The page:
According to a recent forecast post by Forrester Research, affiliate marketing spend should reach over $100 billion by 2019. This market share is speculated to topple spending on broadcast and cable television altogether as more brands transition to digital advertising as their primary method of consumer outreach. What can active players and newbies in the affiliate expect in the next few years?
Redefining Payable Actions
One of affiliate marketing’s primary draws is that it allows participants to only pay or be paid on a predefined action. This especially attracts companies who want to avoid investing too much into their advertising efforts without the ROI to show for it. Traditionally, affiliates have been paid on the cost-per-action (CPA), cost-per-click (CPC), and cost-per-mille (CPM). Cost-per-lead (CPL) and cost-per-sale (CPS) are other common payment structures, all of which depend on a completed action to warrant payment. While affiliate marketing will remain performance-based, the definitions of a conversion will evolve as more companies realize that even though a completed sales transaction or lead submission didn’t occur, the affiliate provided value by driving traffic that contributed to a company’s overall revenue.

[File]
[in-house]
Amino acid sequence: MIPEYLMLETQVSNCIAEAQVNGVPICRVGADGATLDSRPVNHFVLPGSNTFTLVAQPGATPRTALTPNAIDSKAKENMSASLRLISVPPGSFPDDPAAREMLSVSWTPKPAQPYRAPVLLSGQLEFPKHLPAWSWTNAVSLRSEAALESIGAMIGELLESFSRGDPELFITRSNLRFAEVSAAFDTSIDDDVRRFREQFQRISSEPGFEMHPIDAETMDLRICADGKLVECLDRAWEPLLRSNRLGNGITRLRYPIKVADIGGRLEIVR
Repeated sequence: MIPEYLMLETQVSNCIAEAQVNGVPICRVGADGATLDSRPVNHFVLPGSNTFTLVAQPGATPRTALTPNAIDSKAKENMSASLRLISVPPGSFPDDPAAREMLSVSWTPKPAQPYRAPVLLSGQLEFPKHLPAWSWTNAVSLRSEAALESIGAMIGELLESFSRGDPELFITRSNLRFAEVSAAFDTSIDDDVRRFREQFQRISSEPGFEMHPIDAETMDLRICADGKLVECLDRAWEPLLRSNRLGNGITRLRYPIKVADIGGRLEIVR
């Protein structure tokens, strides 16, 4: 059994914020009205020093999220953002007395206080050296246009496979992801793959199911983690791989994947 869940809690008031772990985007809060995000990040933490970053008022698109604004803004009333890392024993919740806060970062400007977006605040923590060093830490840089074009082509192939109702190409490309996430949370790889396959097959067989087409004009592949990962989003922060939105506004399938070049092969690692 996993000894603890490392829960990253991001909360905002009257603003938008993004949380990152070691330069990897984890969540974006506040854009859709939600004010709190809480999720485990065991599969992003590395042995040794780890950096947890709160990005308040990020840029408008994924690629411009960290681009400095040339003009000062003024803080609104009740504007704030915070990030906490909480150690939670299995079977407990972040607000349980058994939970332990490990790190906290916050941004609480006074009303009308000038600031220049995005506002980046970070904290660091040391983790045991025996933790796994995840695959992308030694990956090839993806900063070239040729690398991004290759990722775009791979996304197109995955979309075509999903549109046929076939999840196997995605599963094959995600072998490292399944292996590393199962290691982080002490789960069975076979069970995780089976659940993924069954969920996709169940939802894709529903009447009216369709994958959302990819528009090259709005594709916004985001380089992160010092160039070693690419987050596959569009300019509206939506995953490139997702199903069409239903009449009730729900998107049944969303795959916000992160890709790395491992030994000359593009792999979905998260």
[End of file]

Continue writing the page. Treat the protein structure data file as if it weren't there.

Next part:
For example, affiliates can expect to come across merchants who run online storefronts and will pay when a consumer chooses ‘add to cart’ but doesn’t complete the sale. Although the payout may not match what an affiliate would receive for the actual sale, they will still be credited for taking a potential customer that far along in the buying process. This consideration is important because it highlights how intertwined online window shopping is with in-store purchases. In other words, it acknowledges that although the consumer didn’t buy the item online, they could have gone to the store or found it on another site to complete their purchase; in this case, the affiliate’s attribution ranking increases because they contributed to the sale even if the final action didn’t happen through their channel.
The Mobile Takeover
In the affiliate space, mobile traffic initially meant that a campaign was mobile-optimized and advertisements could be viewed from a mobile device without any visual disruptions. However, mobile has evolved into its own channel as more consumers search, buy, and steam on mobile devices more than any other method. Brands have started buying ad placements that are exclusive to apps and browsers accessed on smartphones and tablets. Furthermore, some companies are constructing their own apps in anticipation of traditional browser searches falling behind as consumers initiate more in-app purchases, downloads and views every day. Soon, brands may be forced to build apps to remain relevant as their websites receive less and less traffic from users accessing information stored on their devices.